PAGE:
Looking for Ideas? 5 Tips for Non-Writers

Last Updated May 27, 2011 12:01 PM EDT

You want to establish yourself as an expert? In a previous post, I discussed how to develop a relationship with reporters. But, with all the new tools available, you don't have to--and shouldn't--wait for someone else to create your content for you.

Creating content - whether it's blog posts, articles, podcasts, or lectures - is essential to developing your personal brand. It showcases your expertise and lets the world know what you have to offer.

But what, exactly, should you write or speak about? The thought of developing content on a regular basis can be overwhelming to many people.

Here are five tricks you can use to develop and pump out engaging content.

1. News events. Pick one of the leading stories of the day and play a game: what does this have to do with your profession? This can actually spark some unexpected creativity, as you ponder the insurance implications of natural disasters, the branding challenges when celebrities go awry (will the companies they endorse also take a hit?), or how enhanced consumer confidence will impact travel and tourism.

2. Interviews. Not sure what to say? Make someone else do the work for you! Identify a leader in your field or someone who's doing something interesting, and reach out. Asking someone for an interview is a great way to make connections, because people are usually flattered and you're positioned as an expert/peer from the start.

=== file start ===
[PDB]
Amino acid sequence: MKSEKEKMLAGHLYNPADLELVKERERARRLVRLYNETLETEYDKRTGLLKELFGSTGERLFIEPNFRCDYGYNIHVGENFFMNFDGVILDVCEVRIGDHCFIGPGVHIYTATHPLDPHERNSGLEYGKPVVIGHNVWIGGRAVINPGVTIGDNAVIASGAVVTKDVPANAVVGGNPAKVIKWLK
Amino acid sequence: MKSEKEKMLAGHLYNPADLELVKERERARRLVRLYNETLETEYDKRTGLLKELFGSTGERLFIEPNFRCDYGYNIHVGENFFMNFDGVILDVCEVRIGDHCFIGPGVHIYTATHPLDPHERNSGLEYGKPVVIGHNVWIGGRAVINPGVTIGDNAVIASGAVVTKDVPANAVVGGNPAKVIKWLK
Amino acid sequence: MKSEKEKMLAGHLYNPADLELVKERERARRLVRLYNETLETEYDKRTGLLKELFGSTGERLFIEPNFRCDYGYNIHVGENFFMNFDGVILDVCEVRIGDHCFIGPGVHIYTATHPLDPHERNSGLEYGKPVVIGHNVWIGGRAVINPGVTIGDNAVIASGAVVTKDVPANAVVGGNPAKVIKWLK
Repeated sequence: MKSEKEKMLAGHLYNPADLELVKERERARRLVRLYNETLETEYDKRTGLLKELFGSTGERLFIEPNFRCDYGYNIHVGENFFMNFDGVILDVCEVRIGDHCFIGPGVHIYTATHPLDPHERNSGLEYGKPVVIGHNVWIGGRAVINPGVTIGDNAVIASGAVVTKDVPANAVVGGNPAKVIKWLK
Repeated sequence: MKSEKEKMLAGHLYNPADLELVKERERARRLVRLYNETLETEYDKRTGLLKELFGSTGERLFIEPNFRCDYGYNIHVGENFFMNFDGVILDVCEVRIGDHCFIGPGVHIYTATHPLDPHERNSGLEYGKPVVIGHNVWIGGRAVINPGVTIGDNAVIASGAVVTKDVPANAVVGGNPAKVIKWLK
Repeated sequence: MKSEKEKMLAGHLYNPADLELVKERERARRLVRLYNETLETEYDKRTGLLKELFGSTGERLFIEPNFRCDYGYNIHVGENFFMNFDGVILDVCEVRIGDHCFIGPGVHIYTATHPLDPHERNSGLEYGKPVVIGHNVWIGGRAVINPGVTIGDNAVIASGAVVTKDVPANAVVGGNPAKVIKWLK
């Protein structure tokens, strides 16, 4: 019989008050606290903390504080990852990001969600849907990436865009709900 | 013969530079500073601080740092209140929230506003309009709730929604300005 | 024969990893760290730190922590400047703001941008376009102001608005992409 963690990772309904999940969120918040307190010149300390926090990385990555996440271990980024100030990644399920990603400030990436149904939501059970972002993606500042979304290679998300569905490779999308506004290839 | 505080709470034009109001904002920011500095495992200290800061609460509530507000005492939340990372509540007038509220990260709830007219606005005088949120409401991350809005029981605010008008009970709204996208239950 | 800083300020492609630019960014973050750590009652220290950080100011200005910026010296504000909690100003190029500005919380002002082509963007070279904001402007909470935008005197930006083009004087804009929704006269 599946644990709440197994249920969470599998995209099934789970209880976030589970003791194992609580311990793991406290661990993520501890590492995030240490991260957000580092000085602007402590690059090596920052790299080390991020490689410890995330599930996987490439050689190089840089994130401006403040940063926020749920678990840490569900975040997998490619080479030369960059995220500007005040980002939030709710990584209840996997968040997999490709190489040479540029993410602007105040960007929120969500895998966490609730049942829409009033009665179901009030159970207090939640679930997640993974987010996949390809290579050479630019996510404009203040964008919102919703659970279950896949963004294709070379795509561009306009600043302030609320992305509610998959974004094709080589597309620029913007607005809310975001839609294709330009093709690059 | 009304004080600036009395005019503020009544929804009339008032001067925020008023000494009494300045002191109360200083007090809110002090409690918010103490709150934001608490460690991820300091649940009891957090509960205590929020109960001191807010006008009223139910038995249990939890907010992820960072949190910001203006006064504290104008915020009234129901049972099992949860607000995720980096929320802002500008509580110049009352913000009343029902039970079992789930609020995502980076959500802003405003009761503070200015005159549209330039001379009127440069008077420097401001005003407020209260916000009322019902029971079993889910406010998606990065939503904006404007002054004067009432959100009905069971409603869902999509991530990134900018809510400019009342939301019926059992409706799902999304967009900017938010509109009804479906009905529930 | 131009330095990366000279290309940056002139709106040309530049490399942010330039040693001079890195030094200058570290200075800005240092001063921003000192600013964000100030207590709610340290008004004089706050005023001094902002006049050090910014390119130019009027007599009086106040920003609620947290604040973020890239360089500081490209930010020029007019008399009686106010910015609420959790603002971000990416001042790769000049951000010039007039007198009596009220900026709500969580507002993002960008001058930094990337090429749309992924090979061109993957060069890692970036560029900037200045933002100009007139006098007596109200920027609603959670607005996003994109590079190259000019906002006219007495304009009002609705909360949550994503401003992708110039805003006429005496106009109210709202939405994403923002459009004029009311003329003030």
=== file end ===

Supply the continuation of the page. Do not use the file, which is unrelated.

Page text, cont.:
3. FAQs. If you're been in your field long enough, you'll hear the same questions time and again. (How do I find clients? What should I charge?) Think back to a speech you gave. What questions did people ask from the audience? What do people always want to know when you meet them at parties? What comments pop up when you blog? Find the patterns ("Everything You Always Wanted to Know About Tax Law" or "10 Misconceptions about Buying Life Insurance") and dive in.

4. What You Wish You'd Known. Think of it as a message in a bottle to your younger self. What do you wish you'd known when you started out? What advice would have helped you? Now's your chance to pay it forward and give that counsel to others. Picture the worst mistakes you made - what would you have done differently? Or your greatest success - what can people do to maximize that? Provide inside tips that people can't get anywhere else, and you'll soon be regarded as the go-to expert.

5. Trends. There's a saying in journalism - once is an accident, twice is a coincidence, but three times is a trend. If you keep hearing buzz about something in your field (geotargeting, the resurgence of mustaches), you're probably sensing a trend. So what's the implication? Think two steps ahead. Who gains? Who loses? And how can people prepare? Giving ideas and advice ahead of the curve makes for grateful readers.

What are your strategies for creating great content over time? How do you keep your ideas fresh? Who does it well?


Position Yourself as an Expert
Dorie Clark is a strategy consultant who has worked with clients including Google, Yale University, and the National Park Service. Listen to her podcasts or follow her on Twitter.
image courtesy of flickr user, Drew Coffman